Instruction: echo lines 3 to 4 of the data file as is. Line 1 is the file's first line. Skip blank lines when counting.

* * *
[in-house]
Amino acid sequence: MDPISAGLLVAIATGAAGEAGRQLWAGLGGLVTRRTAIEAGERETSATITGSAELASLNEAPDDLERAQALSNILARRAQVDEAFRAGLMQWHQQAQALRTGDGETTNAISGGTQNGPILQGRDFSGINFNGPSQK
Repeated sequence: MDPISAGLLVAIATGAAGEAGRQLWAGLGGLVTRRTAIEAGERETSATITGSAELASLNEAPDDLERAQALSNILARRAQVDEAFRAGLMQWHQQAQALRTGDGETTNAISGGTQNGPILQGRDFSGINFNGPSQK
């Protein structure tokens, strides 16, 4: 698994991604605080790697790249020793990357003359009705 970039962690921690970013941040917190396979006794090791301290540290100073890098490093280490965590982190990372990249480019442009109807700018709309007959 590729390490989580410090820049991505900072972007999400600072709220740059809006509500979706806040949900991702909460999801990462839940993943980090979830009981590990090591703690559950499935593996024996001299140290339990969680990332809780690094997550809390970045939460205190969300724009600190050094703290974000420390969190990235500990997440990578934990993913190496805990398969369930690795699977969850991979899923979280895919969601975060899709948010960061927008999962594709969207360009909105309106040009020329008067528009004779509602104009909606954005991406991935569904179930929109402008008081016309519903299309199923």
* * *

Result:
Repeated sequence: MDPISAGLLVAIATGAAGEAGRQLWAGLGGLVTRRTAIEAGERETSATITGSAELASLNEAPDDLERAQALSNILARRAQVDEAFRAGLMQWHQQAQALRTGDGETTNAISGGTQNGPILQGRDFSGINFNGPSQK
């Protein structure tokens, strides 16, 4: 698994991604605080790697790249020793990357003359009705 970039962690921690970013941040917190396979006794090791301290540290100073890098490093280490965590982190990372990249480019442009109807700018709309007959 590729390490989580410090820049991505900072972007999400600072709220740059809006509500979706806040949900991702909460999801990462839940993943980090979830009981590990090591703690559950499935593996024996001299140290339990969680990332809780690094997550809390970045939460205190969300724009600190050094703290974000420390969190990235500990997440990578934990993913190496805990398969369930690795699977969850991979899923979280895919969601975060899709948010960061927008999962594709969207360009909105309106040009020329008067528009004779509602104009909606954005991406991935569904179930929109402008008081016309519903299309199923």